Ai Weiwei. It's called, Never Sorry. Midway in the film there is a quote that really stood out for me. Ai Weiwei was answering a journalist's question, he said, "Freedom is a pretty strange thing. Once you've experienced it, it remains in your heart, and no one can take it away. Then, as an individual, you can be more powerful than a country." Upon hearing that, it made me think of so many types/levels of freedom I have experienced. After experiencing them, there really is no turning back.
There is one experience that stands out the most. It was the experience of 'no thought'. Or what felt like 'no thought'. It's very difficult to determine, or to put into words. There really is no successful way to do it, but I will try. (A little challenging to put a 'no thought' or 'no words' experience into thought & words. Crazy of me to even try.)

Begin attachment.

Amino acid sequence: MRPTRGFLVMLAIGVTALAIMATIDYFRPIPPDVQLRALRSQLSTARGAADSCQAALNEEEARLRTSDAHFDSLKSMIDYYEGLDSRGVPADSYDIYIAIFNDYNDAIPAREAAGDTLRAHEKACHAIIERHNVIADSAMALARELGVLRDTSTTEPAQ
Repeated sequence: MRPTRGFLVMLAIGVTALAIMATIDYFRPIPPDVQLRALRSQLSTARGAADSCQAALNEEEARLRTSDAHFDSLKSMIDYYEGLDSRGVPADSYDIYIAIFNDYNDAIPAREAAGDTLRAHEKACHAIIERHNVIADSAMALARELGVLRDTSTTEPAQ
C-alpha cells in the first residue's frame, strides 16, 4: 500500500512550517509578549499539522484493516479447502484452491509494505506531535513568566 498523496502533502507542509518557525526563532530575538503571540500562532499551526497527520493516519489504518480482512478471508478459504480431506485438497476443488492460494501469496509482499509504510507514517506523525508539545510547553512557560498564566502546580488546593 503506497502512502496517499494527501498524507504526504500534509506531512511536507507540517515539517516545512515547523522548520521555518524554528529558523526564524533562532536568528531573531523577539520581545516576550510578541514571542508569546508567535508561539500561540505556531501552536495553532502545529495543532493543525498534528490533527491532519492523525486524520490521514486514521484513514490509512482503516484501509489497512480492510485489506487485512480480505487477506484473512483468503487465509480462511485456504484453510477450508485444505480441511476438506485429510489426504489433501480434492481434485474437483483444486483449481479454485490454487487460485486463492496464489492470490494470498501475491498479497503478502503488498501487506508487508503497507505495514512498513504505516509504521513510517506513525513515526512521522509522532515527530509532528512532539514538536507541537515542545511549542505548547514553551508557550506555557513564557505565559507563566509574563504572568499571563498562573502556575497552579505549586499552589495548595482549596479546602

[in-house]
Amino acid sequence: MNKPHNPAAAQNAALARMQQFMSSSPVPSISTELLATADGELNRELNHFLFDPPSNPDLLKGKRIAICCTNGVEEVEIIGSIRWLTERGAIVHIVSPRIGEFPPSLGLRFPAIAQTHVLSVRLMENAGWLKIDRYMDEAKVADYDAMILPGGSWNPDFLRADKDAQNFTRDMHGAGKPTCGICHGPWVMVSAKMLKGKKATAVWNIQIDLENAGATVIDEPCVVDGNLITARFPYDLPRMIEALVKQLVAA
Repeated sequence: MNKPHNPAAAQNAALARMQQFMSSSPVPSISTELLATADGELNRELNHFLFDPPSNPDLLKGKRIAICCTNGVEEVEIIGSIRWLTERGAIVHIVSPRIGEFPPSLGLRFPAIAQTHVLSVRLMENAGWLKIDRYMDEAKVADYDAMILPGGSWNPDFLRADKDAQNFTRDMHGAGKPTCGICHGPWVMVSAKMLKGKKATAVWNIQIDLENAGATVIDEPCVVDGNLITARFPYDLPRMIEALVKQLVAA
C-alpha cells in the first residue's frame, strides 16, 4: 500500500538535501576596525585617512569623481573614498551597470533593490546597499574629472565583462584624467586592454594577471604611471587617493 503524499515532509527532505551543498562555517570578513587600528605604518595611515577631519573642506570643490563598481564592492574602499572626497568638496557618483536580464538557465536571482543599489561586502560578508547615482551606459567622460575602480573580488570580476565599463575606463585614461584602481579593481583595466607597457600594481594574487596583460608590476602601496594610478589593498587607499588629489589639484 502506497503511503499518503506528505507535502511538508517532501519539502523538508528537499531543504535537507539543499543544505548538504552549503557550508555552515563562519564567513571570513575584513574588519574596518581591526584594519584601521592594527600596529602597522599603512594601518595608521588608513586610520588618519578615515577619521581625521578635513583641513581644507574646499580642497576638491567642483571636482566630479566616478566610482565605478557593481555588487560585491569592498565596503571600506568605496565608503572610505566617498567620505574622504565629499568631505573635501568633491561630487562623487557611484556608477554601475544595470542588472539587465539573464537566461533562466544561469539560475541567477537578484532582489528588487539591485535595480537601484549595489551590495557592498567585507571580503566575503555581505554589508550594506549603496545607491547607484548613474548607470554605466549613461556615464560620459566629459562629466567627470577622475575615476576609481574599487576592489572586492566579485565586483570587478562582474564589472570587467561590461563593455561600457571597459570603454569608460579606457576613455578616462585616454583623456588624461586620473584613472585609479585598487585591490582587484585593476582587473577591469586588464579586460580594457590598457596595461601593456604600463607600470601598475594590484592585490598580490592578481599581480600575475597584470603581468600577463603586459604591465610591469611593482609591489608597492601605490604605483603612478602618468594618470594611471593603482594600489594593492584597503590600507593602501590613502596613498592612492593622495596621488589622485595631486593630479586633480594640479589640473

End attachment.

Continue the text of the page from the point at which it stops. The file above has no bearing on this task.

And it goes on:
As I think about this 'no thought' experience, the question does come to mind, "How did I know I had no thoughts unless there was a thought about having no thought?" But regardless of this question, I will explain the experience, because that is what is was. Or maybe it wasn't an experience. I don't know what it was. I just know what happened & how it felt in the moment.
I entered a New York city subway train, as I usually do for transportation from Brooklyn to Manhattan. I sat down. My eyes were seeing, & my ears were hearing, & my body was feeling, but there was no internal dialogue about it. There was a full train, full of people & noise, plenty of things to mentally comment on & judge critically -- but there was no judgement, no commentary. I literally sat there for a period of time with absolutely no desires, or thoughts on anything. No judgements, no preferences. Not even an identification as a separate self. There was seeing & listening & feeling, but no one to take a personal interest in it.